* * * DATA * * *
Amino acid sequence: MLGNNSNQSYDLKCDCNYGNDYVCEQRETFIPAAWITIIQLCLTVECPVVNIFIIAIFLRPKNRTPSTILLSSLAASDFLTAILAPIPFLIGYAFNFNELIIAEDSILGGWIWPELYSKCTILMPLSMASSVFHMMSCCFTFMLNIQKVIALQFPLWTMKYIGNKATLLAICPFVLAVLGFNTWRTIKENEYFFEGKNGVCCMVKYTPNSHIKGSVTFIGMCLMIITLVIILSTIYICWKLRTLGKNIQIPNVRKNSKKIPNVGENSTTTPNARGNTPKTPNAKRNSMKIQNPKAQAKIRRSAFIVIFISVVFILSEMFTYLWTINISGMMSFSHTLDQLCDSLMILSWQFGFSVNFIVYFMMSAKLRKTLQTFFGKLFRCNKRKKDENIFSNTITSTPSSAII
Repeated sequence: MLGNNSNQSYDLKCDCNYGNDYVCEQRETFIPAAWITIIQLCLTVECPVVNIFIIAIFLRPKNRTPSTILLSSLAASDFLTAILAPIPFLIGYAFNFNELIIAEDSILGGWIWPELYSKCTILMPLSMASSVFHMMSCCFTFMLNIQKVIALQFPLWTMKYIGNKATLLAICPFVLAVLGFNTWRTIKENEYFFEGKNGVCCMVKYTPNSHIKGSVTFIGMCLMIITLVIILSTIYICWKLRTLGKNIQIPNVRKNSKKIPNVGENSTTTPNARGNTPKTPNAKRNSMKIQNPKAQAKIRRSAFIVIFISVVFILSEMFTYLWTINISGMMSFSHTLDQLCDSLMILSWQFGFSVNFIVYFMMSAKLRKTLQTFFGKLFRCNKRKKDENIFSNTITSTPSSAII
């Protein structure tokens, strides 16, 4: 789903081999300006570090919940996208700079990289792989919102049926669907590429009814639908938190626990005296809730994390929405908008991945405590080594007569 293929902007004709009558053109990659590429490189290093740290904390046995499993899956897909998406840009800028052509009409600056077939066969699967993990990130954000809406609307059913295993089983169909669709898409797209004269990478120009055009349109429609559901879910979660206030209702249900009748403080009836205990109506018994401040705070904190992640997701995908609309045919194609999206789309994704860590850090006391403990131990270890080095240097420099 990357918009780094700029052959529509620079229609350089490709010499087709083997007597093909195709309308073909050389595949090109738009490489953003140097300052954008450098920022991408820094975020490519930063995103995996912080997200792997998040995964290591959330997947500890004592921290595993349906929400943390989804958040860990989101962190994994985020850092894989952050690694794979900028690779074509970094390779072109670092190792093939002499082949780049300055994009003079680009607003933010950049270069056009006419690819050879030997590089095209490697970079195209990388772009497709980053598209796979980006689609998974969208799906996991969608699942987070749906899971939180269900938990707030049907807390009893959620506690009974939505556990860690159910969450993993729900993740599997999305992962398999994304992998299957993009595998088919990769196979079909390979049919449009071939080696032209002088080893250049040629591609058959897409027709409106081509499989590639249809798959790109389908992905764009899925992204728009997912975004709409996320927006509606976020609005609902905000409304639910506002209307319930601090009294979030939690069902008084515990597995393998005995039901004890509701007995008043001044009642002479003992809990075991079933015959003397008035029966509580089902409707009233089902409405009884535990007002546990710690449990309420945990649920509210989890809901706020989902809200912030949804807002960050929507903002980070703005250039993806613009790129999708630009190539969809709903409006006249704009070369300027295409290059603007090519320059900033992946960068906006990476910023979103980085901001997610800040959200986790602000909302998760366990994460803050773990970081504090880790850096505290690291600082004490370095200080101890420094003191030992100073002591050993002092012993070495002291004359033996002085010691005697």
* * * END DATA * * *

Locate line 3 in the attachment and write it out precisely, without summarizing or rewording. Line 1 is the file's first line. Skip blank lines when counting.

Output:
């Protein structure tokens, strides 16, 4: 789903081999300006570090919940996208700079990289792989919102049926669907590429009814639908938190626990005296809730994390929405908008991945405590080594007569 293929902007004709009558053109990659590429490189290093740290904390046995499993899956897909998406840009800028052509009409600056077939066969699967993990990130954000809406609307059913295993089983169909669709898409797209004269990478120009055009349109429609559901879910979660206030209702249900009748403080009836205990109506018994401040705070904190992640997701995908609309045919194609999206789309994704860590850090006391403990131990270890080095240097420099 990357918009780094700029052959529509620079229609350089490709010499087709083997007597093909195709309308073909050389595949090109738009490489953003140097300052954008450098920022991408820094975020490519930063995103995996912080997200792997998040995964290591959330997947500890004592921290595993349906929400943390989804958040860990989101962190994994985020850092894989952050690694794979900028690779074509970094390779072109670092190792093939002499082949780049300055994009003079680009607003933010950049270069056009006419690819050879030997590089095209490697970079195209990388772009497709980053598209796979980006689609998974969208799906996991969608699942987070749906899971939180269900938990707030049907807390009893959620506690009974939505556990860690159910969450993993729900993740599997999305992962398999994304992998299957993009595998088919990769196979079909390979049919449009071939080696032209002088080893250049040629591609058959897409027709409106081509499989590639249809798959790109389908992905764009899925992204728009997912975004709409996320927006509606976020609005609902905000409304639910506002209307319930601090009294979030939690069902008084515990597995393998005995039901004890509701007995008043001044009642002479003992809990075991079933015959003397008035029966509580089902409707009233089902409405009884535990007002546990710690449990309420945990649920509210989890809901706020989902809200912030949804807002960050929507903002980070703005250039993806613009790129999708630009190539969809709903409006006249704009070369300027295409290059603007090519320059900033992946960068906006990476910023979103980085901001997610800040959200986790602000909302998760366990994460803050773990970081504090880790850096505290690291600082004490370095200080101890420094003191030992100073002591050993002092012993070495002291004359033996002085010691005697």